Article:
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The Top of the World For Sale... …

Enterprising, accomplished, and a passionate champion for the Thousand Islands, Leonard Stratford is literally on top of the world. He has spent the last 28 years as owner and operator of the acclaimed 1000 Islands Skydeck, sharing the magnificent 1000 Islands region from 400 feet above the St. Lawrence Seaway to visitors from all over the world.

North America, South America, Mexico, Europe, Asia, Australia; tourists from just about every country imaginable have been to see all 1865 Islands (give or take a few) from way high up in the sky. “I will never forget this couple from Ohio…they said they had been all over the world and had never seen anything as beautiful as this” he remembers. “It truly is one of the nicest views in the world.”

A cherished pinnacle of the islands, the Skydeck is visible for miles, located in Canada on the Canada US border at Hill Island. Now noted for being a part of the United Nation’s Frontenac Arch Biosphere Reserve, the tower has always been a huge promoter of our unique 1000 Islands ecosystem and ecological history. From its apex at the top, it is not unusual to see grand birds fly by like Ospreys, Eagles, Hawks and the prized American Bald Eagles. Gorgeous sunsets and sunrises, brilliant fall colours, and even triple rainbows are abundantly up for show.

Leonard comes from a long line of Hill Islanders; his father was John R. Stratford, a supervisor and foreman for the Canadian Bridge Company and instrumental in the building of our International Bridge in 1938. Enamored with the area, Mr. Stratford Sr. chose to settle on Hill Island, where he owned and operated Stratford’s Gift Shop since 1941.


In 1966 Leonard and his brother Jack took over the shop from their father and expanded it. That was the beginning of Leonard’s passion for building great projects. Over the years, a number of opportunities arose for Leonard to develop on the island. He became proprietor of the grand exhibit hall which housed an arctic museum, wax museum, and aquarium, Never Never Land, home to a children’s fairyland featuring Peter Peter Pumpkin Eater, Hansel and Gretel, and The Three Little Pigs to name a few, and of course now operates the iconic 1000 Islands Skydeck.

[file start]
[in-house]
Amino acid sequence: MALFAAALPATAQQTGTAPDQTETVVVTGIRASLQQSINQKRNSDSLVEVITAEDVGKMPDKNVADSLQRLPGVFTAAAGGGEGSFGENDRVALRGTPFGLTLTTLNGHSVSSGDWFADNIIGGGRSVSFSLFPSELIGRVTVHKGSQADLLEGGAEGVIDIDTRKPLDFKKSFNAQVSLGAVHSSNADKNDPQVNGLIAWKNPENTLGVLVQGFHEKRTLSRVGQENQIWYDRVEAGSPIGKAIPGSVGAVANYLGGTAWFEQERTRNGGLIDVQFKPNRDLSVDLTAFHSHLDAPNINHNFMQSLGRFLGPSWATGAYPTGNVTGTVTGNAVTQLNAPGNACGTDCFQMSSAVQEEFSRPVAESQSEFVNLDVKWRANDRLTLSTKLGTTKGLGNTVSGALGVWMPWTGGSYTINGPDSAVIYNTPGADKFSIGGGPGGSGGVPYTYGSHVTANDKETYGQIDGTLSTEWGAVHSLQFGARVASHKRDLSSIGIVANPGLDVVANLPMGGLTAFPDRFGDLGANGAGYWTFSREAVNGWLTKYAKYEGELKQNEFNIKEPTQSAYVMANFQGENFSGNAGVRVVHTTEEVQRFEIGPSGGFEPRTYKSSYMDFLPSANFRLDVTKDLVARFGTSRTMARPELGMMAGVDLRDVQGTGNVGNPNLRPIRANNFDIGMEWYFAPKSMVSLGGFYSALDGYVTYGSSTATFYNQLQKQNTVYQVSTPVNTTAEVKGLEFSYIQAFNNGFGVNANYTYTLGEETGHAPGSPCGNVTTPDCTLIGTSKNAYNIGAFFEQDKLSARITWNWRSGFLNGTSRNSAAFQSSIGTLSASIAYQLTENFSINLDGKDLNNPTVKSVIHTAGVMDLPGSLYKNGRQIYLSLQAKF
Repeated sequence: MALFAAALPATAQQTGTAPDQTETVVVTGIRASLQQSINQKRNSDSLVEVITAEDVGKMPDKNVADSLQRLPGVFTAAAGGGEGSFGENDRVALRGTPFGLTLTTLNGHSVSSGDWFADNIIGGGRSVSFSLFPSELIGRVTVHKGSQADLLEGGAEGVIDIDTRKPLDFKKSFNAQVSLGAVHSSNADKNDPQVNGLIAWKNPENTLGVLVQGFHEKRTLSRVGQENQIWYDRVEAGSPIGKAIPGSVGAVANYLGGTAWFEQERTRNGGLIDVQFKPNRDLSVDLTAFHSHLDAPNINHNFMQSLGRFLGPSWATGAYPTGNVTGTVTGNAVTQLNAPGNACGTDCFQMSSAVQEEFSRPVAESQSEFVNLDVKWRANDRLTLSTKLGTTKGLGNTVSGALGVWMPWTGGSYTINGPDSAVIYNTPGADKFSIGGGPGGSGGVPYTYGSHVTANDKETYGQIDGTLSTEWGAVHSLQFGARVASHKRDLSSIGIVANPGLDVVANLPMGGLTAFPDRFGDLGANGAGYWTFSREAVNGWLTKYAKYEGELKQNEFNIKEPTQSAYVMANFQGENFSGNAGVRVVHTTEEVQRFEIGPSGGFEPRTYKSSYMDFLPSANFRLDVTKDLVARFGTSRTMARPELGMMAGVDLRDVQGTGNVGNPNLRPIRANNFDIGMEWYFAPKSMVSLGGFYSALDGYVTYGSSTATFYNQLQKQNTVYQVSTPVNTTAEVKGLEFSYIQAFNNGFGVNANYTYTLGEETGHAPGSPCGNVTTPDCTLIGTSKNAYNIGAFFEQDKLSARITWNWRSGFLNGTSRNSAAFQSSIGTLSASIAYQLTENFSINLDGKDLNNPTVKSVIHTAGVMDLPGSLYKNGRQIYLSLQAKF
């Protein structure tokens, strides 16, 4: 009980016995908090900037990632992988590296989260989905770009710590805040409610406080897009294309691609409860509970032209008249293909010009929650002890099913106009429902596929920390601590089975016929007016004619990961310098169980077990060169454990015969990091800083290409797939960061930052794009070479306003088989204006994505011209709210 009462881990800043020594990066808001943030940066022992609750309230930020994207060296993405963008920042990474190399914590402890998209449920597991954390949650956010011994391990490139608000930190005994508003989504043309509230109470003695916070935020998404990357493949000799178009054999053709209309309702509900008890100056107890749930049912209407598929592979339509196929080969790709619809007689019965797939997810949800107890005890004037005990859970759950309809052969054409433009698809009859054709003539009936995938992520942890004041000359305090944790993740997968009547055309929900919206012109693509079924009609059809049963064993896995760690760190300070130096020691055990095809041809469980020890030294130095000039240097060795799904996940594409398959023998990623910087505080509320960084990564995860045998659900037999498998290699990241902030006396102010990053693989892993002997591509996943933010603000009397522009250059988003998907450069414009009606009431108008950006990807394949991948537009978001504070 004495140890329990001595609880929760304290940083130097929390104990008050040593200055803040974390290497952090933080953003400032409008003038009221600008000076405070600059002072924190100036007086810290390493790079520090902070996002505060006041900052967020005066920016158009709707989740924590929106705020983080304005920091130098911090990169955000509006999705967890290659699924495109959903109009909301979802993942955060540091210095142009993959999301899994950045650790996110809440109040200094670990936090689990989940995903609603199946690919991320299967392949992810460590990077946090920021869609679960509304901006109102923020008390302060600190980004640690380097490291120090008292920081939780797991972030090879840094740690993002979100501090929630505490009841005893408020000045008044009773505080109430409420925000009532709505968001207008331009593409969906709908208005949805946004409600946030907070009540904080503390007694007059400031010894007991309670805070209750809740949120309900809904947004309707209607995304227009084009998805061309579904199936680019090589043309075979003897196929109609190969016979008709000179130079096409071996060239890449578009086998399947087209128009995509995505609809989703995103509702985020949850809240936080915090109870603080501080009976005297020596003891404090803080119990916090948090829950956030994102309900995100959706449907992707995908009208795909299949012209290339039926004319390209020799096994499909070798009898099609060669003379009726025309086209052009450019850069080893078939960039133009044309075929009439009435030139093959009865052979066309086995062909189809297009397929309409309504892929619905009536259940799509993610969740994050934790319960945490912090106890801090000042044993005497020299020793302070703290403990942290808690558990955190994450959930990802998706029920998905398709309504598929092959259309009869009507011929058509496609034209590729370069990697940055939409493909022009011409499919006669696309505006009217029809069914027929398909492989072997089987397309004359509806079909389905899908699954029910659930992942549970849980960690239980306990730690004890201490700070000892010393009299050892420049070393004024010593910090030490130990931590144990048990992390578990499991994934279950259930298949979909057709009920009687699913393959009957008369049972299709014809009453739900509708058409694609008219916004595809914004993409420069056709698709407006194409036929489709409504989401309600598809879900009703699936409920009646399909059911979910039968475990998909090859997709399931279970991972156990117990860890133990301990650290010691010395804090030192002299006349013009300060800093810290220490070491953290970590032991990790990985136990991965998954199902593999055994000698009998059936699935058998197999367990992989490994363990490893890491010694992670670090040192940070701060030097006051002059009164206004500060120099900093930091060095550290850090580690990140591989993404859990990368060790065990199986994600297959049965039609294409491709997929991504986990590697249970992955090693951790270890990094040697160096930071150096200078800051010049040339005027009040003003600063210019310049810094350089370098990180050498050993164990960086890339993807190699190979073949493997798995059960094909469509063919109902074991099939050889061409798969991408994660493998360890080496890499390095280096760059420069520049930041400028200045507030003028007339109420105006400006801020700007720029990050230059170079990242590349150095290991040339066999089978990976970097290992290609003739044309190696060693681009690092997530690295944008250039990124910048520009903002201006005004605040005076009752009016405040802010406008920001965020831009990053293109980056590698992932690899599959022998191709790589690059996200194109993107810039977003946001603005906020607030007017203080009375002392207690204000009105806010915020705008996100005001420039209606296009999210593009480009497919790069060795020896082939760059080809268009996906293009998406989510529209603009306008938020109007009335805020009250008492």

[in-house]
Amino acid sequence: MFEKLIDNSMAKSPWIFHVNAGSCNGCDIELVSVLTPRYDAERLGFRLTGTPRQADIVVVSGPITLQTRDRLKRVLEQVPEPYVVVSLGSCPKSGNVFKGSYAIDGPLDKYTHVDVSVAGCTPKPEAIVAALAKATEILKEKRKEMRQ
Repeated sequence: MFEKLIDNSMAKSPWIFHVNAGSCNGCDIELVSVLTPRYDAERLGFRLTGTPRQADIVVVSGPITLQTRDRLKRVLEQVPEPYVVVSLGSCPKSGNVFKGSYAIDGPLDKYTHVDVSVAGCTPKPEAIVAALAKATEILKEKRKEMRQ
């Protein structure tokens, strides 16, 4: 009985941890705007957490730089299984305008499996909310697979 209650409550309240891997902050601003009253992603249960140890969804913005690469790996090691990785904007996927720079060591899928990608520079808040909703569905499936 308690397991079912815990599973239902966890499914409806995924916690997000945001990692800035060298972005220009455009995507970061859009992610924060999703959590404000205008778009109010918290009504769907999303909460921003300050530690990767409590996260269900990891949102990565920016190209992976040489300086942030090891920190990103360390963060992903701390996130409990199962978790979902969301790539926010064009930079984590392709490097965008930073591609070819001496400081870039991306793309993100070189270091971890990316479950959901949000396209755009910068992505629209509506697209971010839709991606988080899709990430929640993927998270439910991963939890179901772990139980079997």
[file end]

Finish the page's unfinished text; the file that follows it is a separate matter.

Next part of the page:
Leonard purchased the tower from the McAlpine Construction Company in 1983, but its history goes back further…to the dream of a man named John David, a promoter from Czechoslovakia. During the 60’s Mr. David bought the property around the island from local residents with the intention of building a fantastic new tourist attraction for the 1000 Islands.

It took just over a year to build, with a foundation of 491 cubic yards of concrete, 164 tons of steel in the shaft, and 22,000 man-hours to complete. Leonard remembers the construction company’s subcontractors constantly over borrowing tools from him at Stratford’s gift shop. It was an ambitious project with an exciting future that Leonard was thrilled to watch unfold but nevertheless surprised to find that they needed to borrow tools!

First a foundation dug and enforced, then form was fabricated and erected on top of the foundation. Steel rods were fixed into the foundation and concrete of a special pre-calculated mix was poured in and around to retain the steel rods. As the concrete poured into the form, hydraulic jacks moved the form up an inch at a time almost continuously.
Photo courtesy Leonard Stratford
The concrete column was finished off 311’ above the ground. Raised like a sleeve above was the steel triodetic pod of the observation deck, bringing the structure another 50’ higher, which made the whole structure 375 feet above the ground and 425 feet above the St. Lawrence River.
Photo courtesy Leonard Stratford

The steel machinery room was built above the concrete shaft, which measures 18 feet in diameter.
Photo courtesy Leonard Stratford

Workman with a view.

The thickness of the tower walls is 18 inches thick, and the triodetic pod width is 52 feet at its widest point.
Photo courtesy Leonard Stratford
Finished product. The outside stairs were hoisted in sections and secured. The buildings at the base progressed, the elevator was installed, the interior finished and landscaping completed.
Photo courtesy Leonard Stratford

At the time of opening June 15, 1965 , The 1000 Islands Skydeck had the smallest width to height ratio of any building in the world.